Just like the time of WWII games before it, the era of single-player rust-colored shooters seems to coming to an end. It’s now all about colour and multiplayer shenanigans.
Nintendo’s Splatoon took the world by storm earlier this year with its stylized and vibrant look. Blizzard’s Overwatch and Gearbox’s Battleborn are simultaneously in the works, suggesting this has been a mediated change that has been happening for a while. Then there’s also Block N Load, which adds Minecraft-style block placement into the mix.
The focus on fun for fun’s sake might be a recent mainstream trend, but it has not gone unnoticed by some. Concerns are being raised about how this might affect gaming as a medium. But before we call the move a bait-and-switch before it’s even established, let’s look at how we can all benefit from it.
Should we fear bright colours?
Will a slip back into late-90s cartoony styles that might hurt the hard-won credibility of gaming as a mature media form? After all, Psychonauts was initially dismissed as a children’s game.
I don’t think this is likely to happen now, though – it’s not 2005 anymore and gaming culture has grown a lot in that time. This switch might be a bold move, but it’s an overdue one. Mid-to-late 00s washed-out shooters were gaming’s equivalent of your middle school goth period. Edginess is not synonymous with maturity, and in many cases, it’s a transparent over-compensation. It takes a special brand of grown-up to be able to admit you enjoy fun.
But what about parents? Will they be able to tell the difference between cartoon-styled games appropriate for different age groups?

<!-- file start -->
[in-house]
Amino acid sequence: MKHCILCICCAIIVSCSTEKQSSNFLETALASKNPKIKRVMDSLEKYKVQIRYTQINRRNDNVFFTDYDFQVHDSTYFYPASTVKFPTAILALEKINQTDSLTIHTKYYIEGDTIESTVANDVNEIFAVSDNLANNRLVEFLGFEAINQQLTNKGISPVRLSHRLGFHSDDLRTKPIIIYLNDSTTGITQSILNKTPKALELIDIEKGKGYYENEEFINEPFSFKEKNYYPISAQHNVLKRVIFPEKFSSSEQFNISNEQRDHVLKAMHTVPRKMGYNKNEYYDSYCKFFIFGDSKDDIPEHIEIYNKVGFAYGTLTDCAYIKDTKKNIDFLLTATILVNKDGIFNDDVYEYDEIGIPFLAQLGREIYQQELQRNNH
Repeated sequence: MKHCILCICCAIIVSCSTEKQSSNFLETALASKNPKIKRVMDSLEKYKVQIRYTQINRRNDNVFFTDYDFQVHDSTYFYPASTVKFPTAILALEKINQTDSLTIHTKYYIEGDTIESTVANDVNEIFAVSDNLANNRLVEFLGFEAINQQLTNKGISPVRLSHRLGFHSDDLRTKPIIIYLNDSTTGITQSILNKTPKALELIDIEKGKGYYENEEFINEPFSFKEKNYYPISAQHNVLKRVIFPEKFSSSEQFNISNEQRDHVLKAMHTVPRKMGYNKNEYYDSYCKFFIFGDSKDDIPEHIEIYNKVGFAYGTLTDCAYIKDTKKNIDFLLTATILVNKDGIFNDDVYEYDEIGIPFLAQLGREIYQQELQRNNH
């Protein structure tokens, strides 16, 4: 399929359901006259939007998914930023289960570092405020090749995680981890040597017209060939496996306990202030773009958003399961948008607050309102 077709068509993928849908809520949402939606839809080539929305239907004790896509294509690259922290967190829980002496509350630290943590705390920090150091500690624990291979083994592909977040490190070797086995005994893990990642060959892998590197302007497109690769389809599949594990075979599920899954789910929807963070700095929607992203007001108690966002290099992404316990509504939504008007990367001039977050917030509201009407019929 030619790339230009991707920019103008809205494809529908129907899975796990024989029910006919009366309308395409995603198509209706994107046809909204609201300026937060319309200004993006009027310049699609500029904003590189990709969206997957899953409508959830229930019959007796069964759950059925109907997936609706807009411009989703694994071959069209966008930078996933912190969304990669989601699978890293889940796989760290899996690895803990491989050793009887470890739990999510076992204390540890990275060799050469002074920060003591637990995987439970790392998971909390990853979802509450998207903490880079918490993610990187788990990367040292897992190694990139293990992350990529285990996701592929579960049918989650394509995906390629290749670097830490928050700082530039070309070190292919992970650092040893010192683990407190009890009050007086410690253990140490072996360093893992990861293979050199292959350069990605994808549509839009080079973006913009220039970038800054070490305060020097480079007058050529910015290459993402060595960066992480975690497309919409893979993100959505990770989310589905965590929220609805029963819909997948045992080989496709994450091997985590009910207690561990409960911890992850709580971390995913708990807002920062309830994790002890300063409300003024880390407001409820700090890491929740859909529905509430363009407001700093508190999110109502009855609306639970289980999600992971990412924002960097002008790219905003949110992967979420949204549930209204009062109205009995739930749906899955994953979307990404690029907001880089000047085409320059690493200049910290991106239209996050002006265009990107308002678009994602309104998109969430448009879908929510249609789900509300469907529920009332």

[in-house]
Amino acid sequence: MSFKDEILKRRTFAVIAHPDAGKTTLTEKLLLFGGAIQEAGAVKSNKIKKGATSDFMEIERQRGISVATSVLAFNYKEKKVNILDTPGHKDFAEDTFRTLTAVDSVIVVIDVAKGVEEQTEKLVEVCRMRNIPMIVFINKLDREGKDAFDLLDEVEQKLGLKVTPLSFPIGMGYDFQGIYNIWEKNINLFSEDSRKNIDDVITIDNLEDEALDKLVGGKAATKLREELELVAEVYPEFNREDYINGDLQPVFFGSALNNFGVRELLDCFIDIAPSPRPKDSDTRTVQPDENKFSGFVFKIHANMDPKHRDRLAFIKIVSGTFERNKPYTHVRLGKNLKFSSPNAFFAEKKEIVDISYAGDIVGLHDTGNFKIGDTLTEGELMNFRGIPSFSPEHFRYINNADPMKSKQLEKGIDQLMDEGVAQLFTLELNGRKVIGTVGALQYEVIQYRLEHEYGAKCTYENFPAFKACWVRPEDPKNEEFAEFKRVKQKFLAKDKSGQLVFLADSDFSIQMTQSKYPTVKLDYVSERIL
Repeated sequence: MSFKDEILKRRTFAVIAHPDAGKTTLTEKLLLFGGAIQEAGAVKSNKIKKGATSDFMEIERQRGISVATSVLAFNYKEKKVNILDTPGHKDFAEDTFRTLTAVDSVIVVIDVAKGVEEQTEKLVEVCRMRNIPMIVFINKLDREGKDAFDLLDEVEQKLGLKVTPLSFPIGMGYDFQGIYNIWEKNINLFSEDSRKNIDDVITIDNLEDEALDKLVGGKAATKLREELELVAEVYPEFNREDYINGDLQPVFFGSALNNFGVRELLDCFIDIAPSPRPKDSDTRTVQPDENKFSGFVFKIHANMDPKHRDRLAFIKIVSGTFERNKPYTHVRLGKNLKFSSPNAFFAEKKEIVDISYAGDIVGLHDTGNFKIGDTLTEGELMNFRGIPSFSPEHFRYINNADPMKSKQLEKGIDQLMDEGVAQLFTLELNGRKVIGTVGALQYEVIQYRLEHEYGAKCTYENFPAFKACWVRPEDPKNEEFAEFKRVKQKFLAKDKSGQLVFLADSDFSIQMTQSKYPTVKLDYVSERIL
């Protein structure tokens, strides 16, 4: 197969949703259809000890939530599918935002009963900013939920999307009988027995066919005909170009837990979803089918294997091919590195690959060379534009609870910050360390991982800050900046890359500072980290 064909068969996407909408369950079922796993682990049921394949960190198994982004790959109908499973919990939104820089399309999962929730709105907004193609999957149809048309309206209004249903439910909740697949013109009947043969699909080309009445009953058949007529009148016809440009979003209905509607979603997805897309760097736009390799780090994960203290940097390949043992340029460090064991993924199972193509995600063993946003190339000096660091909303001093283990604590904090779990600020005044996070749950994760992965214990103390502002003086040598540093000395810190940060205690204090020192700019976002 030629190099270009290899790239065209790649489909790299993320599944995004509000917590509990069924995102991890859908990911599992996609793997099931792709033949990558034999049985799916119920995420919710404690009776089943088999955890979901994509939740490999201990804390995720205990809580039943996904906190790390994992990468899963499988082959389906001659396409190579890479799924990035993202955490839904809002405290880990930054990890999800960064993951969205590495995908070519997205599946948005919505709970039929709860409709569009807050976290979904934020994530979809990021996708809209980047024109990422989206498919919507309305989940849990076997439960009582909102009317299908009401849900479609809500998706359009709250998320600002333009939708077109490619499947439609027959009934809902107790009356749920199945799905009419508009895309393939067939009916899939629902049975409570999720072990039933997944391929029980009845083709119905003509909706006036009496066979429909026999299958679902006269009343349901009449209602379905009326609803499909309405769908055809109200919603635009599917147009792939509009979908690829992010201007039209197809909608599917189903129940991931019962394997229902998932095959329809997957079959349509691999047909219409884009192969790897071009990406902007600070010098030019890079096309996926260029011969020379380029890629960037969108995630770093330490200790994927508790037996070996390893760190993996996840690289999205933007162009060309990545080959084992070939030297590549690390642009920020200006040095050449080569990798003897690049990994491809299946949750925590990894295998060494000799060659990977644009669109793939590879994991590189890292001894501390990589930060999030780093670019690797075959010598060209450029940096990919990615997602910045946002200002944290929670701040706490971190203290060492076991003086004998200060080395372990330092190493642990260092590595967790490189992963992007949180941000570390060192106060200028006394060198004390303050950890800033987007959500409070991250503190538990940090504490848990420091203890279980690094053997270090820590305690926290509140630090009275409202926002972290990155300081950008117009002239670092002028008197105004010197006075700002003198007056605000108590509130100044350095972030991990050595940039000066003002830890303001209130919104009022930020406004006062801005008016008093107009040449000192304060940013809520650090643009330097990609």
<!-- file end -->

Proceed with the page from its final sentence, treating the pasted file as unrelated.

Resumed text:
Yes, I think so. The adults that make calls about how gaming affects their children grew up with games, unlike baby boomers. The time of Fox News-style fearmongering of the medium is over. Parents understand the difference between Skylanders and The Binding of Isaac, for instance, despite both looking cartoony.
Adult consumers accusing developers of child-baiting is something we have to worry about less and less as they become more in touch with the medium than the previous generation.
Will a focus on entertainment undermine gaming’s artistic potential?
Battleborn ostensibly sacrifices meaningful story in favour of maximizing fun value while Splatoon fans scrape at the bottom of the game to find anything resembling a coda. Yes, we’d all hate it if games suddenly became associated with shallow and disposable entertainment, but that is unlikely to happen with the speeding the legitimization of art games. It’s a phenomenon that is growing in parallel, which means you will get always get the choice. And who knows, there might even be a fusion of genres. Neon-colored Hotline: Miami taps into this already, even if it’s not an FPS. The game is about how having no meaning can be a meaning. Whoa, meta.
I don’t know, man. I’m still suspicious of change.
This is nothing new. Borderlands (2009) always had a focus on self-parody, while Garry’s Mod before it (2004) lay the foundation for pointless FPS fun with friends. Valve played it safe with Team Fortress 2 (2007) with the use of desaturated colors, but the move was already developing there in earnest too.
Even if the trend becomes ubiquitous, there’s still an enormous backlog of traditional shooters from previous generations to play, if such is preferred over the new style. That’s without even saying anything of the indies. The indie market is becoming so enormous that some fear it might take over Steam.
I am hopeful about the change toward colour because it means we get more choice. It might also mean that the cynicism of the gaming community that has been personified in edgy shooters could be easing up a bit.
And frankly, I’d love to see more genuinity and commitment to enjoyment. Isn’t that what the FPS genre started out as being about?